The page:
Mammogram – What You Need To Know

What Is a Mammogram?

A mammogram is a radiographic examination of the breast that can help detect breast cancer in its early stages. It is recommended for women at average risk of developing breast cancer. 

When Should I Get a Mammogram?

The American Cancer Society recommends mammograms yearly for women aged 45 to 54. Women 55 and older should switch to mammograms every two years or can continue yearly screening.

How Do I Prepare for a Mammogram?

Burjeel Hospitals are outfitted with cutting-edge diagnostic equipment, such as the HOLOGIC 3DimensionsTM mammography system. You can visit one of the closest facilities to have breast cancer screening.

Bring a list of the locations and dates of past mammograms, biopsies, or other breast procedures, as well as your previous medical records, if you visit one of our facilities for the first time.

Schedule your mammogram around a time when your breasts are unlikely to be sore or swollen to minimize discomfort and obtain high-quality images. Avoid the week leading up to your period.

Do not apply deodorant, antiperspirant, powders, lotions, creams, or perfumes beneath your arms or on or under your breasts on the exam day. Some of these contain substances that can appear as white spots on x-rays.

Before a mammogram, discuss any recent changes or issues with your breasts with the doctor. (If you have symptoms, diagnostic mammography may be necessary to obtain images of the area of concern.)

Make sure the doctor is aware of any aspect of your medical history that could increase your breast cancer risks, such as surgery, hormone use, a family history of breast cancer, or a previous diagnosis.

What Will Happen During a Mammogram?

The breast tissue is stretched out during mammography by compressing the breasts between two firm surfaces. Then, an X-ray is used to acquire 3D images, which are shown on a computer screen and analyzed for cancer indicators.

Will a Mammogram Hurt?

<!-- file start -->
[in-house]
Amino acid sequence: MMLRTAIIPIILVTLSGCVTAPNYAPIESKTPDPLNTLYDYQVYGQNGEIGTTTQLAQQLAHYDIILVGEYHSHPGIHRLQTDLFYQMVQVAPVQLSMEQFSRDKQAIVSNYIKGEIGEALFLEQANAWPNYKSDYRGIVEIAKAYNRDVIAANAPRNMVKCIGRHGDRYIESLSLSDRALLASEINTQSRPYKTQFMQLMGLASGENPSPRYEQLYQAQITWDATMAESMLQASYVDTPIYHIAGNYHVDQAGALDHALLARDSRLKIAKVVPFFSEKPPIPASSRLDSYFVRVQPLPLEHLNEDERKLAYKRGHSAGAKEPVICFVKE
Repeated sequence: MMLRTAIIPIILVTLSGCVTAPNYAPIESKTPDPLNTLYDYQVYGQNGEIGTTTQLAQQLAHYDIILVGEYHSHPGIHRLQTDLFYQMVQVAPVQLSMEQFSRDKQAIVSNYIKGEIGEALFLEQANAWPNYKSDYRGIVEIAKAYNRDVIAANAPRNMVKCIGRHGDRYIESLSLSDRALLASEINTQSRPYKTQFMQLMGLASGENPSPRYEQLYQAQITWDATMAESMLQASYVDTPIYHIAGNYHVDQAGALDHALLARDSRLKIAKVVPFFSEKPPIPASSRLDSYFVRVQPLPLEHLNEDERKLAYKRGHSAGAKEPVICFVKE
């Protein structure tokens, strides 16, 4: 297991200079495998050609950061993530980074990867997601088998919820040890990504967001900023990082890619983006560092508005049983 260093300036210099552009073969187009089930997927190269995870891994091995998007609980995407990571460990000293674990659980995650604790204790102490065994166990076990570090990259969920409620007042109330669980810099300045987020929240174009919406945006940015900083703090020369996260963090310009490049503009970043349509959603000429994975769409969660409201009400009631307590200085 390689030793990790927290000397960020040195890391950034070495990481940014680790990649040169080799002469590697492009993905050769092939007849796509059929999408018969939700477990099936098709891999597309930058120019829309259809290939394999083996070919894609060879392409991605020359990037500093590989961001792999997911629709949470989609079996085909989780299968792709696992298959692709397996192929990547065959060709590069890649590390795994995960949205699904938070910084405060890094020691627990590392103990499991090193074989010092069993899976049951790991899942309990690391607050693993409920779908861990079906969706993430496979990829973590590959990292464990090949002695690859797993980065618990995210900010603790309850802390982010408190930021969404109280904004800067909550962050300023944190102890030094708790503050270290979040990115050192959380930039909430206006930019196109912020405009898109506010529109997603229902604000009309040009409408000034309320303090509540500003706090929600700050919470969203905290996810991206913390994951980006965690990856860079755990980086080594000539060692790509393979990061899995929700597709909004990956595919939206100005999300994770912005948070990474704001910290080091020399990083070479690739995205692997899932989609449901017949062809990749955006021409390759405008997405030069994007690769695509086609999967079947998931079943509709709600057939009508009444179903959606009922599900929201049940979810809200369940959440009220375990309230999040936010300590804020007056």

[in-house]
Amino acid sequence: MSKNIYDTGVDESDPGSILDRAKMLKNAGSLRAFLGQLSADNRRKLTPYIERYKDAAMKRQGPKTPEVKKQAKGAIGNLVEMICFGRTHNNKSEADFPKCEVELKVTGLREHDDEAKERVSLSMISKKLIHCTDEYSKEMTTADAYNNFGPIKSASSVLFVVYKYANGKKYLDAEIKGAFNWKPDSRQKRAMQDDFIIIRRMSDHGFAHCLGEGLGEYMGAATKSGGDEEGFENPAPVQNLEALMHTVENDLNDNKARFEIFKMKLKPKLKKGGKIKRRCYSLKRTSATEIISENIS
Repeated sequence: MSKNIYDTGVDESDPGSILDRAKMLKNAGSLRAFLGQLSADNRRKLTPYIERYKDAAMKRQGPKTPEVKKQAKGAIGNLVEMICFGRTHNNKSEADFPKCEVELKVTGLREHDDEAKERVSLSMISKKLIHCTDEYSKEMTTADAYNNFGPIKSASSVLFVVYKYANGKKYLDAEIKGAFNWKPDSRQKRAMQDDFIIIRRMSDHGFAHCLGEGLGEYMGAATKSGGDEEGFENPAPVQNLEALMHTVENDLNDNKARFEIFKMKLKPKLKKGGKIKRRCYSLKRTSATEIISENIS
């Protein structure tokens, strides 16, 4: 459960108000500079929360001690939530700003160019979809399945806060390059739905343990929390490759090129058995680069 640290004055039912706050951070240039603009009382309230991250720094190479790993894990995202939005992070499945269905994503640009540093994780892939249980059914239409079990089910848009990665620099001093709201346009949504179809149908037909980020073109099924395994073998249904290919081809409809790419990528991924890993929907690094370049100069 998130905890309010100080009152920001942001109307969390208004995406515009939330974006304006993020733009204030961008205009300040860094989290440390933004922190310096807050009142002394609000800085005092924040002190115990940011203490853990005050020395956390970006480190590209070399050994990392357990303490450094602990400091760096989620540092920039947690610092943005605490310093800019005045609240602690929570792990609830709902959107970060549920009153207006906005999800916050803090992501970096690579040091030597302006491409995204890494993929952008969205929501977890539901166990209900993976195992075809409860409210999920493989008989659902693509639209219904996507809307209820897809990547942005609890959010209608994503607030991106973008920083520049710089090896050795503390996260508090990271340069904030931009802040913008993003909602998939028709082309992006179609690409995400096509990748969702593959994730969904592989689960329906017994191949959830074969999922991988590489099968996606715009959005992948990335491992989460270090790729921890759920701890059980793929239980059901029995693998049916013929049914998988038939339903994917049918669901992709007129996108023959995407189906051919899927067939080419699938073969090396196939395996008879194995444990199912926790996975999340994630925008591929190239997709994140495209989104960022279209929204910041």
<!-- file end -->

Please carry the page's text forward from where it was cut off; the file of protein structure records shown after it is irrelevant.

A mammogram is a painless procedure. You won’t feel anything during your mammogram. The only thing you might notice is the pressure of the breast compression. Women experience discomfort during a mammogram due to pressure on the breast tissue, which can be uncomfortable for some women. The risk of pain depends on the sensitivity of your breasts. Most women do not notice discomfort during their annual mammogram unless they have sensitive breasts or have previously undergone breast surgery. If you are concerned about pain during your mammogram, let your doctor know before your appointment so they can apply additional gel to reduce friction between the breast and the film plate or compression paddle that is used during the procedure.

What Happens After the Test?

After the mammogram screening test, you’ll be asked to wait for your results. You will receive them either immediately or within a week. Still, it’s important to know that they can take up to two weeks if the radiologist needs more information to make a diagnosis.

Suppose there are concerns about your mammogram result. In that case, you may be asked to come back for another appointment or for further tests such as ultrasound or biopsy (which involves taking cells from the tumor and examining them under a microscope).

Where Can I Get a Mammogram?

Our facilities are equipped with the latest mammography systems. The HOLOGIC 3DimensionsTM mammography system provides the highest image quality for breast imaging. It can deliver high-resolution images with greater detail than other systems, as well as provide more accurate detection and diagnosis of breast cancer.

A HOLOGIC 3Dimensions™ mammography system is a revolutionary technology that uses special software to create three-dimensional images of your breast tissue. The 3D images allow radiologists to visualize breast tissue more accurately than traditional film-based mammography, leading to earlier detection of abnormalities.

The HOLOGIC 3Dimensions™ system also features IQM™ software that provides real-time analysis and enhancement of all breast images taken during your exam, ensuring that only the clearest, most diagnostic images are reviewed by your radiologist.

Early Detection of Breast Cancer Can Improve Outcomes

Early detection of breast cancer can improve outcomes by helping to prevent the disease from spreading throughout the body. There are many options for early detection, including screening mammograms, breast self-exams, and clinical breast exams.

If you notice any changes in your breasts, such as lumps or swelling, you should make an appointment with your doctor as soon as possible.

If You are a Woman Above 40, it is Time to Get Your Annual Breast Cancer Screening.

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